Welcome to the board. Please accept my gift of a bale of towels. Use them as you wish to metaphorically dry tears, or hold onto to connect to us. So sad to read that you have lost quite a large % of your immediate family! I don't get on with 2/3rds of mine. I love them as siblings, but i don't like them as people. Glad that you have a lovely husband and supportive children.
Come back often. Even just to vent.
I am glad you have found help and support here. There is nothing like hearing the experiences of others who have been or are in the same boat. My message to you is that there is life and happiness once the dementia person has gone on to a better world. You somehow get through it until then.
The hardest part in my experience was when I was living with Mom, she was deteriorating, I saw it, and the general public did not see it or even found it cute or funny.
I have long stopped laughing at Alzheimer jokes. They may be funny to someone who has never experienced it. Such as 'you only need one book because you forget that you read it'. Ho ho. My mother could not read a book at all - she could not concentrate enough and it didn't make sense. Her favorite soap opera didn't make any sense. She kept saying 'who are all these people?' She had been a fan for decades, and no longer knew them. Then she no longer knew me. Then she thought she was a child and wanted her mother.
Her death in December 2007 was a relief to all; she was 99 years old and very frail, wheelchair bound, unable to know or understand or remember much of anything (except once in a while a light seemed to come on) .. and her 'home going' was a relief. I often hope I am not destined to outlive my useful mind as she did.
i know how difficult it is. its been 6 months since my mom went into a nursing home. i still have my father and 1 brother. my father is 82 and aging rapidly. my brother visits mom once a week. mom had dementia. i have to watch out for my dad and i watch out for my mom. its hard, but thank goodness for the nh. keep posting.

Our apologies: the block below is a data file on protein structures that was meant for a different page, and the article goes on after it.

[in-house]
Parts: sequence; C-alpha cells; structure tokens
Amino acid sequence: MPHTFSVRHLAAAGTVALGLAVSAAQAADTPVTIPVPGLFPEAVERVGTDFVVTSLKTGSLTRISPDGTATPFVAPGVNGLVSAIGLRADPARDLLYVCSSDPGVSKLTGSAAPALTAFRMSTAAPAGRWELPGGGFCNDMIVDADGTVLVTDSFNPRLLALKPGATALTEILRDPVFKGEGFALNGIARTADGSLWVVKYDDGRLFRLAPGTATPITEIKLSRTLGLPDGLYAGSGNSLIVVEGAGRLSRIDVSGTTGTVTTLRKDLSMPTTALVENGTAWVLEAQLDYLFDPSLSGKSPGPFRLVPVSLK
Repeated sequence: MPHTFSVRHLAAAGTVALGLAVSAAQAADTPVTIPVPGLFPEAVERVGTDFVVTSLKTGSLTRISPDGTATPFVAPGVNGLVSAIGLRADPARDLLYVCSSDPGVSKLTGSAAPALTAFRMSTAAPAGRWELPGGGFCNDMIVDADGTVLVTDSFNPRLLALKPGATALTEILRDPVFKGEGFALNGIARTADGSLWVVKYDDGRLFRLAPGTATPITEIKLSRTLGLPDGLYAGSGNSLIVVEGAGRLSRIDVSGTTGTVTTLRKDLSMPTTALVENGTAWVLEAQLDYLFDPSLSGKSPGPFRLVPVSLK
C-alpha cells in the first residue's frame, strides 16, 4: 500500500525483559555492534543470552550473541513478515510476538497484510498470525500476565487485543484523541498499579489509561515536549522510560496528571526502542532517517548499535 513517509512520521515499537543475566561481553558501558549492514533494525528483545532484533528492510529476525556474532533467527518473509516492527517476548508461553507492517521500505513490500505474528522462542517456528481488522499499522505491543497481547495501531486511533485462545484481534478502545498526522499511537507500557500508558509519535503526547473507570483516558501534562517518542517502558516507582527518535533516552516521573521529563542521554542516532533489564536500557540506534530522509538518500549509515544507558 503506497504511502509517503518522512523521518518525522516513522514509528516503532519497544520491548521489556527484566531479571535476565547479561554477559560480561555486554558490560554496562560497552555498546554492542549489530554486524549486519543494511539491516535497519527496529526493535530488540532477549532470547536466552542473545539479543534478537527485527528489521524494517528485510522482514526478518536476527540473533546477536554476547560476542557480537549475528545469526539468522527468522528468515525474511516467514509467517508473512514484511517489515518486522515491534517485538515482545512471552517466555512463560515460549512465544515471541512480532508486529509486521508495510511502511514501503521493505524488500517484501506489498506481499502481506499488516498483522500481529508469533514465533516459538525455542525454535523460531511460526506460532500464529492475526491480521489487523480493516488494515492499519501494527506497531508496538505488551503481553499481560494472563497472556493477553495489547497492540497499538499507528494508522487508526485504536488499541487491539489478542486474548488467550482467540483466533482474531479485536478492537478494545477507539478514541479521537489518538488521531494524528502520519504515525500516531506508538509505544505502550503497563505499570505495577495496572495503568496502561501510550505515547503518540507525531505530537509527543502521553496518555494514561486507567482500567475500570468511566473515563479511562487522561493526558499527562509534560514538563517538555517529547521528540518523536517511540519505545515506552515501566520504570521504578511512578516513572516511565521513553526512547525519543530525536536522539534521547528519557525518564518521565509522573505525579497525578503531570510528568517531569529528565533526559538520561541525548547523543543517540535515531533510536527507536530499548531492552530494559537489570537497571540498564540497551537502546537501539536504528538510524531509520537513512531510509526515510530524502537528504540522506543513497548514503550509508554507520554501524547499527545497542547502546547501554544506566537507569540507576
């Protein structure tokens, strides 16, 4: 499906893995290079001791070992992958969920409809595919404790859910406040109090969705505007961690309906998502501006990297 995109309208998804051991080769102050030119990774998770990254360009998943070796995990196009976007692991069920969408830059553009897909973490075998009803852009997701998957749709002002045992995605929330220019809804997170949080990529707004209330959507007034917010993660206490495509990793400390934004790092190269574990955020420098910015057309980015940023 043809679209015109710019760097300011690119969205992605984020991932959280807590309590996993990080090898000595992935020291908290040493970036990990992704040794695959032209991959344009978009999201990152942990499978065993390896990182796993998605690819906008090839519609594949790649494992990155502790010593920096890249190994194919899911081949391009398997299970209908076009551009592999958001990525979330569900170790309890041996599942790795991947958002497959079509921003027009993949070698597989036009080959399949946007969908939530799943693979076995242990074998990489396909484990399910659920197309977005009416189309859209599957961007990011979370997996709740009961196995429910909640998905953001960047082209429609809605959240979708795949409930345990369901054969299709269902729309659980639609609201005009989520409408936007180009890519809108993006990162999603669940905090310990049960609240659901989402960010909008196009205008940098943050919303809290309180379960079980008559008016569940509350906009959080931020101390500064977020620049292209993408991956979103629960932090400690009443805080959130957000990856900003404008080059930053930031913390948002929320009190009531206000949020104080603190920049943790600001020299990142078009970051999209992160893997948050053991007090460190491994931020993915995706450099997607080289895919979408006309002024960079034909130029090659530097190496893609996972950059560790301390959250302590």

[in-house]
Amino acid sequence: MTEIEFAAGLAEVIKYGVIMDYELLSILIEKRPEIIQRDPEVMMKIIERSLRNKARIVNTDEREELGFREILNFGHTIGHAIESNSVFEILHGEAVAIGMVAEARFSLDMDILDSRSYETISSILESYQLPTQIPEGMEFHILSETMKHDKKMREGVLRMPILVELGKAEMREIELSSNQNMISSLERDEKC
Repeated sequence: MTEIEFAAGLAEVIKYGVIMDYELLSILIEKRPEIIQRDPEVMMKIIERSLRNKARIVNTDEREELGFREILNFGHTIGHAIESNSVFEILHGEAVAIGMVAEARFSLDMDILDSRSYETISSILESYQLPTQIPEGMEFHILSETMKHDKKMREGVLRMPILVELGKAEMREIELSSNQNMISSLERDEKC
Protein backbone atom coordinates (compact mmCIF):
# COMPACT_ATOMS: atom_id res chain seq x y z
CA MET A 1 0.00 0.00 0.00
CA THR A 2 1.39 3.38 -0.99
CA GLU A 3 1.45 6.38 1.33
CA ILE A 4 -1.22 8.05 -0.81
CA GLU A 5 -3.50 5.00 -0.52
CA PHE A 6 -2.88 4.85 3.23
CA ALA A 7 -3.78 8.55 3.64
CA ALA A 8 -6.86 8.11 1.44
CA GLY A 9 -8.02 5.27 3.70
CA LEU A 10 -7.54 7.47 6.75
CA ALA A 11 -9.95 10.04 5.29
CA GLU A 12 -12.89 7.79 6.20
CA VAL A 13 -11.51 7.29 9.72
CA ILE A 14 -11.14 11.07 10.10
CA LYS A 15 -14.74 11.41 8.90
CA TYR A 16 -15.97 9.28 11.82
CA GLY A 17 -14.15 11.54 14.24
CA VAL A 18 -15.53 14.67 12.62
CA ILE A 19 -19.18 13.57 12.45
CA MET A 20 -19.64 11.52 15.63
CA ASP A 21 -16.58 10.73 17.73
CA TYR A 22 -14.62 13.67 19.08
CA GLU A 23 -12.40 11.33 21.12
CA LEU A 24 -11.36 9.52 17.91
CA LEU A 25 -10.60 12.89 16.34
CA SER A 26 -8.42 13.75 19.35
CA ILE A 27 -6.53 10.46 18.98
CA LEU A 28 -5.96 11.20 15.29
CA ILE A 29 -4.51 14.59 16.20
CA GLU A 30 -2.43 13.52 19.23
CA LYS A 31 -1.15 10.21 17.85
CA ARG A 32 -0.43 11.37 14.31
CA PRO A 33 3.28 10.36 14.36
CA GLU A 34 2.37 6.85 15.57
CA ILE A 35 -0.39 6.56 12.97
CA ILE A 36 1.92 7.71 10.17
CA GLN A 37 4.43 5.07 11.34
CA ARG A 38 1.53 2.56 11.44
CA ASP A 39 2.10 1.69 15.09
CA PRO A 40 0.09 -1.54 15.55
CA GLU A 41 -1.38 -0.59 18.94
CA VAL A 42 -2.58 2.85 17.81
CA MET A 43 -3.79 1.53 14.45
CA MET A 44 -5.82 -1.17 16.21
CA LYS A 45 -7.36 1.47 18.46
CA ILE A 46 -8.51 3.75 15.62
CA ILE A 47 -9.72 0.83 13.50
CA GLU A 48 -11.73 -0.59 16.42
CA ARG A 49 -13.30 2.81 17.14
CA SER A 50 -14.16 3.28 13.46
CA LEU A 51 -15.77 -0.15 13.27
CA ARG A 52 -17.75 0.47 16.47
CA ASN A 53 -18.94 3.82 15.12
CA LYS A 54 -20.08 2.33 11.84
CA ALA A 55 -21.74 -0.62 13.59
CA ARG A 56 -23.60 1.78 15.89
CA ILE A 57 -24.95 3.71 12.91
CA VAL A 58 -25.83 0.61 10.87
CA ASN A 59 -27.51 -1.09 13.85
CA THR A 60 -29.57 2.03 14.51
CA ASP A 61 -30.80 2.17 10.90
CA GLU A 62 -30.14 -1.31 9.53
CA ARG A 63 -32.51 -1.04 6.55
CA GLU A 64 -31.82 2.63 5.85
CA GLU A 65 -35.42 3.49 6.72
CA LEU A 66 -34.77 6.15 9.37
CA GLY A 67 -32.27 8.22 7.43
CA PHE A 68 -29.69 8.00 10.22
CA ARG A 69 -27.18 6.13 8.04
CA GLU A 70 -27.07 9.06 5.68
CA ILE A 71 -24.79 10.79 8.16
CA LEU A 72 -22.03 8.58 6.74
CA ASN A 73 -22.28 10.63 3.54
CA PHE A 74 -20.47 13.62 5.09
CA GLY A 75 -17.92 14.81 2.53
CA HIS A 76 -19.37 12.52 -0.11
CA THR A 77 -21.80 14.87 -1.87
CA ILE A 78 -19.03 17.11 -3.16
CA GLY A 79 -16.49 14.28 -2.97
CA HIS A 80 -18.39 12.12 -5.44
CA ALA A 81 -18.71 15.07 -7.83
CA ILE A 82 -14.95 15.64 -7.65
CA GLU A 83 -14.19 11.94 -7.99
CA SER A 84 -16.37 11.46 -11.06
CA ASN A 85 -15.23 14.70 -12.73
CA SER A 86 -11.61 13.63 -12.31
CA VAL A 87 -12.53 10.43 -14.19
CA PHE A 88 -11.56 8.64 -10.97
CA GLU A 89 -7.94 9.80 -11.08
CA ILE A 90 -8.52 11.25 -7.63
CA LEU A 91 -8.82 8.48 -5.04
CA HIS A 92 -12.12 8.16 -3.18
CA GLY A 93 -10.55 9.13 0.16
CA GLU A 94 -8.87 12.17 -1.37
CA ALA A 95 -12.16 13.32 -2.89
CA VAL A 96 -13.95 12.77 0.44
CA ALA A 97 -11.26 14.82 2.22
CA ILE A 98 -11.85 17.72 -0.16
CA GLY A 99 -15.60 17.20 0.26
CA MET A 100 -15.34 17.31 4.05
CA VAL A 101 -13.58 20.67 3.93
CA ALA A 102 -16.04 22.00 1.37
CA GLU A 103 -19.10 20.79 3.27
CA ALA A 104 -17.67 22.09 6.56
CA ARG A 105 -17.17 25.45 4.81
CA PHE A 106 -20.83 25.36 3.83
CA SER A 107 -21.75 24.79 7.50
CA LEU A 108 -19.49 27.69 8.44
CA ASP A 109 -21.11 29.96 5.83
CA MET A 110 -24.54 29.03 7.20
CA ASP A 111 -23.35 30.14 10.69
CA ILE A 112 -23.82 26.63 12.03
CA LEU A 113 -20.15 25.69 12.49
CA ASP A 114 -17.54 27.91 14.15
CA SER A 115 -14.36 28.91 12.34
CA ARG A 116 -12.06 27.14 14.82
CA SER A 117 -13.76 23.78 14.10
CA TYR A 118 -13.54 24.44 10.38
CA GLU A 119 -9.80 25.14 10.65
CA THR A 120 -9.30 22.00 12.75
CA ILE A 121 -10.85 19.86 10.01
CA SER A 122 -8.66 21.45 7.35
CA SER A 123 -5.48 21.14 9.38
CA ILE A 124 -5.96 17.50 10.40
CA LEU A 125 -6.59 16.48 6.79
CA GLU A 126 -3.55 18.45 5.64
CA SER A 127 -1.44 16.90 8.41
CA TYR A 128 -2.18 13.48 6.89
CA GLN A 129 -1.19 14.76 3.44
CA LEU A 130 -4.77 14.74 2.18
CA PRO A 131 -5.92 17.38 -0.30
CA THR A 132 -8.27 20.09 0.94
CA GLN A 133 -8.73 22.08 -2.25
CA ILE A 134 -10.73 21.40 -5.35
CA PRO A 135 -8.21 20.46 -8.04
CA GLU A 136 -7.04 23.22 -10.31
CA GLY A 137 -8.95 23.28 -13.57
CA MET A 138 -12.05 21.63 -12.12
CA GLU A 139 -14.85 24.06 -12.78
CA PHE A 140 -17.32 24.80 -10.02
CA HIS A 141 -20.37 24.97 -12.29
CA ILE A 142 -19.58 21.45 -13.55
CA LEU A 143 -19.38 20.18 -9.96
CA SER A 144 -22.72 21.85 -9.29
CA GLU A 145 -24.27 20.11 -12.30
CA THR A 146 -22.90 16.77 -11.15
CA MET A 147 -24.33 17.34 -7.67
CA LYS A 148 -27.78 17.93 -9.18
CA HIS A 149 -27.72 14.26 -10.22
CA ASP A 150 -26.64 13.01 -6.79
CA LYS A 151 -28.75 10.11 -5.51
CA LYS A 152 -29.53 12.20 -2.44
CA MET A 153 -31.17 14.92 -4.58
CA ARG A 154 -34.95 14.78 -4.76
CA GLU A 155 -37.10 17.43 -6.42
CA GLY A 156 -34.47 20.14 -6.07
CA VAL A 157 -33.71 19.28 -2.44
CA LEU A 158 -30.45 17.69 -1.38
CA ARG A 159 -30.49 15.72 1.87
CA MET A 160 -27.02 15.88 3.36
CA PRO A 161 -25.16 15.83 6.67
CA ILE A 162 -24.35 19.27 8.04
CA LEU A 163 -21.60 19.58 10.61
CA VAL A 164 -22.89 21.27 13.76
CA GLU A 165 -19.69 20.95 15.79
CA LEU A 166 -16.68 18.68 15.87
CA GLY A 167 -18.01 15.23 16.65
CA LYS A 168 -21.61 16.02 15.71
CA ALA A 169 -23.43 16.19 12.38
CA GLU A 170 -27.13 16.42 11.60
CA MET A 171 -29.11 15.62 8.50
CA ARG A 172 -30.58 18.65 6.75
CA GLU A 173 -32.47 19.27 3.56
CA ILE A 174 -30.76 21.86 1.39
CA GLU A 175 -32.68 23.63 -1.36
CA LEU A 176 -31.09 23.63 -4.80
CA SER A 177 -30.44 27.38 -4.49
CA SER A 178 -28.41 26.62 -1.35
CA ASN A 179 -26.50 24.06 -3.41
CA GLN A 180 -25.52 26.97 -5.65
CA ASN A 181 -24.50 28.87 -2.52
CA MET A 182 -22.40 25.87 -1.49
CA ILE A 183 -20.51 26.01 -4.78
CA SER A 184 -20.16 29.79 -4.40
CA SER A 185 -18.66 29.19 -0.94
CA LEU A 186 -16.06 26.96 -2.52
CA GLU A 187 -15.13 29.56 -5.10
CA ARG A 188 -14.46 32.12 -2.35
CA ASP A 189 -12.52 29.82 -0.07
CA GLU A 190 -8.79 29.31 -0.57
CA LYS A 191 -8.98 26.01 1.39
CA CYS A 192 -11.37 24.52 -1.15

I am pleased that you finally decided to post Keaner. I am also pleased that you found support here. Everybody needs to know that they are not alone in their experiences and feelings. I am glad your Mom has found a new home. It is good that she has adjusted, even if she tells you how horrible the place and you are. I wish there was a remedy for the lack of caring and the cruel things our loved ones can say. Even if we know in our brains that it is the disease, our heart hurt none the less. I have a picture of Mom smiling and happy and a letter that she wrote me many years ago. They are in my wallet. I take them out often when I need a little uplifting. They remind me of who she was and what she thought of me. I know it is still in her despite the fact that she can rarely show it now. On rare occassions when she is in a really good mood she will repeat "I love you" after I have said it first. I will take that!! Dad... he still gives me a hug and a kiss when I arrive and leave and he tells me each time I leave to be careful.
I see you already have your supply of towels but know I have more if they are needed. There is an endless supply of love and support to go with them.
Know you have done what is right for your Mom. Let her adjust and find her routine and relationships with the staff. If she can connect to her surroundings and the personnel she will do fine. When she is fine.... you will be also because you just want what is best for her. You have done the hard part by making the decision to find her a place where she is properly cared for. So no need to feel guilty because you gave her the best you could.
Welcome to the board. Thank you for coming out of the shadows because it is nice to meet you! I do hope to hear from you often now that you are out in the open